The announcement represents a deeper commitment to the vital role the Acadiana Center for the Arts plays in Lafayette's cultural and economic life.
|This artist's rendering shows the Acadiana Center for the Arts'
$10 million theater expansion facing Vermilion Street.
Acadiana Center for the Arts Executive Director Gerd Wuestemann and City-Parish President Joey Durel on Thursday unveiled a funding model for the AcA that will increase Lafayette Consolidated Government’s commitment to the center while pulling the earmark from the general fund, shifting the funding source instead to cable television franchise fees. The announcement included a tour of the AcA’s $10 million theater expansion scheduled to open this fall.
“I’ll admit that when I came into office, I didn’t get it,” Durel told the gathering of civic and political leaders and media, referring to his early, unsuccessful attempts to cut external agencies — arts/culture providers as well as social service non-profits — from the budget. While some fiscally conservative members of the council have traditionally opposed funding such non-governmental agencies, there has always been enough support on the council to ensure a funding stream, although it was done in what Wuestemann rightfully characterized as a “cut and paste” approach with little apparent analysis of a particular NGO’s needs or value to the community.
Under the new funding model proposed — the City-Parish Council must still approve the funding during budget hearings in August and September — the AcA will receive $515,000 from LCG. Of that sum, $160,000 is earmarked for distribution by the AcA staff to other arts and culture providers in Lafayette Parish in the form of grants; at least $70,000 will go to Festival International de Louisiane; and the remaining $285,000 will underwrite the AcA’s operating expenses, which, projected over the current fiscal year, includes $190,000 for its LUS bill (electricity, fiber and phone service), $32,000 for building insurance and $31,000 for facility maintenance and repairs.
State-of-the-art arts centers are expensive to run and maintain. The AcA is a city-owned and -operated facility.
Durel pointed out that LCG budgets roughly $4 million annually for parks and recreation, and there is virtually no complaining from the community — green space and organized sports are widely considered beneficial, quality-of-life services. “This,” he added, gesturing to the arts center surrounding him, “is parks and rec for another group of people.”
“I believe that Lafayette has a responsibility to Acadiana,” Durel said later. “The smaller cities could never afford this.”
LCG announced a related funding shift last spring when it revealed that city-parish funding of social service agencies and arts/culture providers would be split, with social service funding being done on a competitive application process through the Community Development Department and arts/culture funding handled by the AcA. The AcA began a quarter century ago as the Acadiana Arts Council, and its primary function was to disperse state and local arts funding to arts and culture providers. But because under the new model announced in early June it would be awarding that LCG funding, it would be ineligible to draw from that revenue source; the AcA could not, in effect, be in charge of the purse from which it drew its funding. Thursday’s announcement represents a new, separate line item for funding the AcA and Festival International.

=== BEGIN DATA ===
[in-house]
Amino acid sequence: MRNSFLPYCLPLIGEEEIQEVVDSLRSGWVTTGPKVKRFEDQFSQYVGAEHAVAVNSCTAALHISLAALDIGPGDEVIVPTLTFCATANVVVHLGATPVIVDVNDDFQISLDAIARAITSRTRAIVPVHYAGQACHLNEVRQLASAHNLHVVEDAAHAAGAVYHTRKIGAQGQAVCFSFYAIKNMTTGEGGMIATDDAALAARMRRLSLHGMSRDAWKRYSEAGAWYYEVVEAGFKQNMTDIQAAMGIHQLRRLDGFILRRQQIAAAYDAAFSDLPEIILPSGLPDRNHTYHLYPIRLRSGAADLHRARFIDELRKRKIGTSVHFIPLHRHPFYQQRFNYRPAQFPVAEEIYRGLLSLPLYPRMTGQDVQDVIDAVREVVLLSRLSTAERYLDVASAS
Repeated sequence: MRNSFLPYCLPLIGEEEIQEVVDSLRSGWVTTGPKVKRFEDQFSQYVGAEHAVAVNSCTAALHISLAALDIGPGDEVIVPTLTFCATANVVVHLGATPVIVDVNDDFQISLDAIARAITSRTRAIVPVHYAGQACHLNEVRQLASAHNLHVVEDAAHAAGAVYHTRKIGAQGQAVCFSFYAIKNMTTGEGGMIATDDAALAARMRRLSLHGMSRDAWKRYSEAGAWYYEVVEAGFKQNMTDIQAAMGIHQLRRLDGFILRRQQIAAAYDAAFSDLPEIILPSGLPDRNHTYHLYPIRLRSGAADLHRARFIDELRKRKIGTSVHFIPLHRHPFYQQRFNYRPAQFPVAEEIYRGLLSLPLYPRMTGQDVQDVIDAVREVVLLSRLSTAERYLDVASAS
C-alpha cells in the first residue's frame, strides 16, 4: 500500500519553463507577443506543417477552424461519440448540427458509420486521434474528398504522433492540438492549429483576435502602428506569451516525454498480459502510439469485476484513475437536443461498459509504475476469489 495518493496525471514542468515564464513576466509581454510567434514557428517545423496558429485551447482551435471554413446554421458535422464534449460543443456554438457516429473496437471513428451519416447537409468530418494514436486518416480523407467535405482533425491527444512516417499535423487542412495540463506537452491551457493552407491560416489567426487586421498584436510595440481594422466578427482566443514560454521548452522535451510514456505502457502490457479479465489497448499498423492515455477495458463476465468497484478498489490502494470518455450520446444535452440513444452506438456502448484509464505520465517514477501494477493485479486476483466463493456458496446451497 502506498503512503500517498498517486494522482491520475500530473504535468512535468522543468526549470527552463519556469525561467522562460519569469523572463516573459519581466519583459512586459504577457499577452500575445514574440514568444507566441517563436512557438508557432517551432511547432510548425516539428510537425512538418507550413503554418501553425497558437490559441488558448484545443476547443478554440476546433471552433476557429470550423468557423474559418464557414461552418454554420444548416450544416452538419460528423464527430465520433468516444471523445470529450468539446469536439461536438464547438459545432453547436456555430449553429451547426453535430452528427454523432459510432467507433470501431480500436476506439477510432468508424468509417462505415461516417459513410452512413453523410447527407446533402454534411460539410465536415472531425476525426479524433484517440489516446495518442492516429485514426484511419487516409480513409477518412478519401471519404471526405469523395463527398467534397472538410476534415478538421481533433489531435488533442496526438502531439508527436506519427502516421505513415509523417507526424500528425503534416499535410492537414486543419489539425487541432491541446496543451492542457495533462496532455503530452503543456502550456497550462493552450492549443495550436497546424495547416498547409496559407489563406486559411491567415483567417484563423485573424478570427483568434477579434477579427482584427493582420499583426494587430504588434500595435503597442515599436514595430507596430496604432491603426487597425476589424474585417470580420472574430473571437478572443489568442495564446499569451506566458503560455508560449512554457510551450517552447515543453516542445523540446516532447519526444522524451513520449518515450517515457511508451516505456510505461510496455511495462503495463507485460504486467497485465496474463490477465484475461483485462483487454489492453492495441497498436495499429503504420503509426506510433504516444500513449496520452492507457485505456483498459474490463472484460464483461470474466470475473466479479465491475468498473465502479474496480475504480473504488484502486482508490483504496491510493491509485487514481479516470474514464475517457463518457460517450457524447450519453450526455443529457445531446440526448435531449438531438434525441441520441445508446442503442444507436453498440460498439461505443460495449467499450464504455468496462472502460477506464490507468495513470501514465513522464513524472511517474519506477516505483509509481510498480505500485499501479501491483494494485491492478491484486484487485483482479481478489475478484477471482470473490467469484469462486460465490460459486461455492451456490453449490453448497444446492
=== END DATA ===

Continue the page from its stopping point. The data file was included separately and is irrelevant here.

In recent city-parish budgets, roughly $450,000 has been allocated for funding NGOs including the AcA, Festival International and social service agencies. In the current 2009-2010 budget the AcA got just more than $69,000, more than half of which was dispersed to area arts providers in the form of grants; only $34,000 was allocated for the facility’s operating expenses. Durel said at the spring announcement that he wanted LCG’s commitment to NGO funding to remain on the same level, so Thursday’s announcement illustrates a much deeper commitment by LCG to the AcA — provided the council goes along with the funding formula. The arts center in October will celebrate the opening of a $10 million theater expansion. Durel has supported LCG funding of arts and culture providers for several years after it became evident that Lafayette’s cultural events, especially its music festivals, bring in tourists, sales taxes and hotel occupancy taxes.
The new funding formulas announced in the spring and on Thursday must still be approved by the council. However, Thursday’s Power Point presentation and tour helped convince District 8 Councilman Keith Patin that the investment is worth it. Patin joined Councilmen William Theriot (District 9) and Jared Bellard (District 5) in voting against NGO funding last September when the current budget was finalized.
“In the total scheme of things — a $560 million [LCG budget] — for all the possibilities that arise out of the $500,000 [funding commitment to the AcA], I think it’s well worth the investment,” Patin said following the presentation. Patin was among five councilmen at Thursday’s presentation and tour; Don Bertrand (District 7), Sam Dore (District 6), Brandon Shelvin (District 3) and Theriot were also there.
Contacted via e-mail after Thursday’s presentation, Theriot was circumspect: “The facility was very nice! I prefer not to respond to your other questions until we receive the new budget from the administration.”
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